Further, according to the Respondent, it is not enough for the Claimants to merely state facts and "label" them as violations of the Treaty. The Claimants' characterisation of facts must be coherent and must explain how the facts alleged by them come logically within each of the invoked provisions of the Treaty.4 For the Respondent, this means that if the Claimants' statement of the facts is unreasonably vague, incoherent or vexatious, their case may be rejected at this jurisdictional stage under the prima facie test.
5.6.
During the Hearing, the Respondent accepted that the Claimants "do have an arguable case".5 However, according to the Respondent, Claimants' case, "is essentially contractual in nature" and not a case under the Treaty.6 Indeed, the Respondent contends that the Claimants' claims under the Treaty "are anything but 'reasonably arguable on [their] face'".7
5.7.
In the Respondent's view, the Claimants' entire case consists of two components:

(i) the alleged breach by the Municipality of the representations and warranties contained in the SPA;

(ii) the alleged unauthorised use by the Municipality of the bank guarantee.8

5.8.
The Respondent argues that the Claimants offer a broad, meticulous account of many court and administrative proceedings relating to the restitution claims against the Warsaw properties to "blur the picture".9 However, according to the Respondent, the Claimants "have expressly admitted … that, in principle, they do not question either the endeavours of the former owners to have their ownership restored or Poland's legal framework allowing for such restitution".10
5.9.
Therefore, in the Respondent's view, the essence of the Claimants' complaint is only the fact that their rights acquired under the SPA are affected by the restitution claims. The Respondent states that "it all boils down to the question of accuracy of the representations and warranties allegedly contained in the SPA and related documentation", as acknowledged by the Claimants.11
5.10.
The Respondent further contends that the SPA is a purely commercial contract, which did not require the exercise of any "governmental powers" by the Minister of State Treasury or any other instrumentality of Poland.12 According to the Respondent, all the actions of the City of Warsaw in relation to the conclusion of the SPA were undertaken in its capacity as the commercial owner of Syrena Hotels.13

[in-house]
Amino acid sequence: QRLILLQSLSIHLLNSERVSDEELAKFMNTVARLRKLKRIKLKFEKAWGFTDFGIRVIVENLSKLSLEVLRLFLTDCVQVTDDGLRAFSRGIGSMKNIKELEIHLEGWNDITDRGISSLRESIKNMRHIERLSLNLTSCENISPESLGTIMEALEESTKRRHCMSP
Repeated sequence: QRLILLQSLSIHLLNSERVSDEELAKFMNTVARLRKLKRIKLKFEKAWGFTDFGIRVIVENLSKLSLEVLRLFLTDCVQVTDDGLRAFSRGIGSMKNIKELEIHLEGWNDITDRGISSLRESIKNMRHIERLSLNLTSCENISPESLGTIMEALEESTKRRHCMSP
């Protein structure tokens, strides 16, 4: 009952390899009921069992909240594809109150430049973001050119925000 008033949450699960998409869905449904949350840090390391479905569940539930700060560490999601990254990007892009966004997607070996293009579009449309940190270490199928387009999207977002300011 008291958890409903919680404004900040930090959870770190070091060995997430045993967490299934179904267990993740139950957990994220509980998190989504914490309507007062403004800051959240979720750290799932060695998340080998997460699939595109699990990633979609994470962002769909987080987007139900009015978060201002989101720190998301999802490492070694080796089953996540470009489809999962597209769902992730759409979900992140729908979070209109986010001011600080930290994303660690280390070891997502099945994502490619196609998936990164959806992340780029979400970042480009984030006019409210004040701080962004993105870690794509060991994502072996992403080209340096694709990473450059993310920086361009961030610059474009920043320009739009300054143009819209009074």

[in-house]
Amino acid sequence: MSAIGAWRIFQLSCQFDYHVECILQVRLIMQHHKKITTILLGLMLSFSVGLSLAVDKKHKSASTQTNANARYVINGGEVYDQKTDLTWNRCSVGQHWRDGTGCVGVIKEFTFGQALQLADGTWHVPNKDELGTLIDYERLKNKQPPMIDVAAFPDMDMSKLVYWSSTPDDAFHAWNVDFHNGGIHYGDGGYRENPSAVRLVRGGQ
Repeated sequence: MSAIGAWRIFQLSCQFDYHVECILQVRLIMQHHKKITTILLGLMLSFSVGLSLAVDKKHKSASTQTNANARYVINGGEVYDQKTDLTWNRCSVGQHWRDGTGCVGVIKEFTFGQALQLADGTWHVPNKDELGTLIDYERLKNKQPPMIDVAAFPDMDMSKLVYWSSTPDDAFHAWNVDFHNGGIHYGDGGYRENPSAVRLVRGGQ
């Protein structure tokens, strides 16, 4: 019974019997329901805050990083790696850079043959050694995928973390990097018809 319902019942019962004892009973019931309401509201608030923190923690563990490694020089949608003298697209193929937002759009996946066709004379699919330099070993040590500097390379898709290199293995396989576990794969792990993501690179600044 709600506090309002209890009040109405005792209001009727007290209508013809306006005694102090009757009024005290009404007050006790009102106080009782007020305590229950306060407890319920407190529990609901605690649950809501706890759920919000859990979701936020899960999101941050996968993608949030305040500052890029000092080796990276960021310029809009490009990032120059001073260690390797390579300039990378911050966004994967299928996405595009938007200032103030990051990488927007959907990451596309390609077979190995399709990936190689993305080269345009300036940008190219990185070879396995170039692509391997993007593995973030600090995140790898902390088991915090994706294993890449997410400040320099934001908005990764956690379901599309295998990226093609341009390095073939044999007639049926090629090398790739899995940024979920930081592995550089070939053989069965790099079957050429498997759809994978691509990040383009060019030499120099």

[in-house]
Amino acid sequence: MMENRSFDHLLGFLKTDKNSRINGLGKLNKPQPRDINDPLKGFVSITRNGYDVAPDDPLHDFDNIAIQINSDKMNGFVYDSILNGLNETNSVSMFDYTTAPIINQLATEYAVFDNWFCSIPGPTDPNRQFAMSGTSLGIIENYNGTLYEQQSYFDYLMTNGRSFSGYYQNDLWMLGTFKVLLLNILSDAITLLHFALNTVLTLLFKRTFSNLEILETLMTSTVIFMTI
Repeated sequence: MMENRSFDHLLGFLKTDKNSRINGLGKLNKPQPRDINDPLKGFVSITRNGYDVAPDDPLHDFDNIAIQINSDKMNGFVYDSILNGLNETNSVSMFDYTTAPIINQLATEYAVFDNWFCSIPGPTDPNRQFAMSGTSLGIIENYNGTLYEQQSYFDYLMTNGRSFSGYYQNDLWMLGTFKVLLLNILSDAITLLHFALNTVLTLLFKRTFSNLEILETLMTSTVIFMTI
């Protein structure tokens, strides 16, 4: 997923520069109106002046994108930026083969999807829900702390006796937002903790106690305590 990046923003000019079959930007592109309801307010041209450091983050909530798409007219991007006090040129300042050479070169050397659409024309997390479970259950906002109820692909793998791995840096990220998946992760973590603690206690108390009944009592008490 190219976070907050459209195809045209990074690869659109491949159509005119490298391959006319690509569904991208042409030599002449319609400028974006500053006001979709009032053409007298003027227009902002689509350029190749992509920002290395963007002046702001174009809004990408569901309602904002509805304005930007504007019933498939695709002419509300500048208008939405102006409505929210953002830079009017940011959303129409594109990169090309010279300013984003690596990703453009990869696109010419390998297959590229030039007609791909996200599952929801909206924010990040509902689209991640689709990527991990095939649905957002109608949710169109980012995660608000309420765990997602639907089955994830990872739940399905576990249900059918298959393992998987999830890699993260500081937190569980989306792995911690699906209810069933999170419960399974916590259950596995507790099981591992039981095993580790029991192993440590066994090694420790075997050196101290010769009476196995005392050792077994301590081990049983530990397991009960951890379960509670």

5.11.
Regarding the Bank Guarantee, the Respondent similarly argues that the Claimants' allegations all relate to a purely commercial dispute. According to the Respondent, this dispute about the Bank Guarantee "rests exclusively on the proper interpretation of the contractual clause dealing with the calculation of investment outlays, which the buyer was obliged to make under the SPA".14
5.12.
Therefore, the Respondent concludes that:

any and all controversies relating to the SPA should be dealt with between the parties to this agreement, i.e. between the Municipality (as the seller) and Strabag (as the legal successor of the buyer). The respective forum for deciding any and all disputes relating to the alleged breaches of the SPA are the Polish common courts. Such disputes should be decided under Polish law, which governs the SPA. The Respondent notes that such a dispute was initiated by Strabag in September 2015 and is currently pending before the Regional Court in Warsaw.15

5.13.
The Respondent rejects the Claimants' reliance on the umbrella clause in Article 7(2) of the Treaty to "elevate" their contractual claims to the level of a treaty breach.16 In any event, the Respondent asserts that, even if the umbrella clause could be invoked, the Claimants have failed to allege any valid claims under the SPA or Polish law. The Respondent has made extensive submissions on this point, both orally and in writing.17
5.14.